BB&T Academic Programs
What Capitalism Is
The Nature of Government
Economics of Capitalism
Self-Interest and Egoism
Capitalism begins with the individual as the primary unit of political, social, and economic life. It recognizes that each individual has moral sovereignty over his own life. Each man must choose his own course of action—whether he becomes a CEO or a day laborer—according to some moral code. In a capitalist system, it is morally proper for individuals in general, and businessmen in particular, to pursue their own self-interest. Underlying the system of capitalism is a morality of egoism.
The inventor who designs a new factory tool to save human labor power to the financier who devises a new method for allocating capital to worthy ventures, those who produce material goods—the lifeblood of capitalism—do so because it serves their own interests. These producers produce not because it serves others or helps the poor; they do so because they have a deep selfish motive for doing so—it advances their own well-being. Each individual faces the same basic choice, he must either act to produce or labor for the values he needs to survive and, ultimately, to flourish, or he faces poverty, sickness, and, ultimately, death. Each must choose to produce the material values necessary for his survival. From the primitive tools used for hunting to advanced factories that create computers, human beings have had to produce in order to survive. Man's needs—winter coats, MRI machines, apartment homes, televisions, etc.—are not provided by nature, they must be created.
All of these goods came about because some individuals acted in their own interest in pursuing their own survival. Every great producer, from Thomas Edison to Henry Ford to Sam Walton, has been driven by what most satisfies and fulfills his own life. Although each of these men has greatly benefited humanity by providing it with light bulbs, cheap automobiles, or cheap consumer retailing, his motive in working toward these ends must be his own satisfaction and fulfillment. Each of these men, and the millions of producers throughout history, have enjoyed a personal and selfish reward in the act of production itself. The uncountable hours of labor, mental energy, and effort that each put into the act of production could only have been possible if the work itself was personally rewarding. It was for their own lives, first and foremost, that they acted, not for the social consequences of their work.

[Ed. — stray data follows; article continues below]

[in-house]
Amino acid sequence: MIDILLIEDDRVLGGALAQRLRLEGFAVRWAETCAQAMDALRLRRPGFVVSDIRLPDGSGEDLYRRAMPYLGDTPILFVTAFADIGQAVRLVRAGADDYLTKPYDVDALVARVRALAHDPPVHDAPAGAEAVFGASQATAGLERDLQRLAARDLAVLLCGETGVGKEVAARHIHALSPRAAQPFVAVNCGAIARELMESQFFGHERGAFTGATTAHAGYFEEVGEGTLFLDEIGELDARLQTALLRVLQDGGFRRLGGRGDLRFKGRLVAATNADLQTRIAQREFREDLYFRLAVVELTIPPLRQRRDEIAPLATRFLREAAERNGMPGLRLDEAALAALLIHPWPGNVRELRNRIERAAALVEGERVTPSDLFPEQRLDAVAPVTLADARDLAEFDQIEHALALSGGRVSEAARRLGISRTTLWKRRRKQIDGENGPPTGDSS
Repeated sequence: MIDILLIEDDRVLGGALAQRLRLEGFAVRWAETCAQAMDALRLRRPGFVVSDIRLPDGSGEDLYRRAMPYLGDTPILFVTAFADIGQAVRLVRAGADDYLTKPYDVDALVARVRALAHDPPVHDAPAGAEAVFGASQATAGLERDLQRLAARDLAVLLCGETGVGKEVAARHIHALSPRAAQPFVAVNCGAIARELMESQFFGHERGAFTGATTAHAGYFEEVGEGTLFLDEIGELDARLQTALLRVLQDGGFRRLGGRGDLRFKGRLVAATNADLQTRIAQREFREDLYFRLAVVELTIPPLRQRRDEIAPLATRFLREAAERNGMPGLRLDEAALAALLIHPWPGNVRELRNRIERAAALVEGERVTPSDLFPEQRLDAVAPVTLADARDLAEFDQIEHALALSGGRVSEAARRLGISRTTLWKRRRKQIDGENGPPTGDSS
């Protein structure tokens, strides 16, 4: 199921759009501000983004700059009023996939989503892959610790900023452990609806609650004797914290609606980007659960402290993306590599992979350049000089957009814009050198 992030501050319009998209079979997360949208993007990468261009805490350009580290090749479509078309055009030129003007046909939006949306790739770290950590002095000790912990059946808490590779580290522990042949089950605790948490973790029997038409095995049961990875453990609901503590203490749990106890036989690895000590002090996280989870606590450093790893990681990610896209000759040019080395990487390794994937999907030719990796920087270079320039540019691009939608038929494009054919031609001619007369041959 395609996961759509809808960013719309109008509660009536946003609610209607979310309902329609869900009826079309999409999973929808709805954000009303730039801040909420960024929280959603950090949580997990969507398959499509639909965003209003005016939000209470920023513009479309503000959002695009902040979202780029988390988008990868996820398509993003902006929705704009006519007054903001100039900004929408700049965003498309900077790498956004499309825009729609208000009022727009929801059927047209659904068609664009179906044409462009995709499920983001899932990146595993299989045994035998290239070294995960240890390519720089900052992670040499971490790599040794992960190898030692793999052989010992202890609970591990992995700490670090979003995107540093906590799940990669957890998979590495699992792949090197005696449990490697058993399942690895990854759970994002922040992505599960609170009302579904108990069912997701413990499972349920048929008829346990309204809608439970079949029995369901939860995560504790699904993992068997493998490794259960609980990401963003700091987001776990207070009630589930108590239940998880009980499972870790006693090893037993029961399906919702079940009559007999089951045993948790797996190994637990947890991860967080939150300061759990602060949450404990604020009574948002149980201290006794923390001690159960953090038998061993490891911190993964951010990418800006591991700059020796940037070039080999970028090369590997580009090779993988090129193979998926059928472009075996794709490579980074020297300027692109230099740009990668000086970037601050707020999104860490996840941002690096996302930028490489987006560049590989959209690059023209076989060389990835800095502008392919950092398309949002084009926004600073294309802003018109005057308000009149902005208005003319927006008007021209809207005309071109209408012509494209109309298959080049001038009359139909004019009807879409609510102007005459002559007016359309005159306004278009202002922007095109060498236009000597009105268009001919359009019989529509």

The act of pursuing one's goals does not come automatically; these goals must be discovered and chosen. Likewise, the means of pursuing those goals is not built into human nature; they, too, must be discovered. Scientists, businessmen, inventors, and other creative individuals throughout history have had to confront their circumstances and figure out what things are good for human life and what things harm it. They have ascertained, for example, that some foods provide optimal nutrition and others cause disease or even death. They have learned that building homes with good airflow and light promote human life whereas dank and dark hovels do not. At a deeper level, though, their process of establishing these basic requirements for survival points to a deeper truth—that certain methods of making one's choices and pursuing one's values leads to success and happiness and that other methods lead to pain, suffering, and death. The method that leads to human flourishing is the method of reason.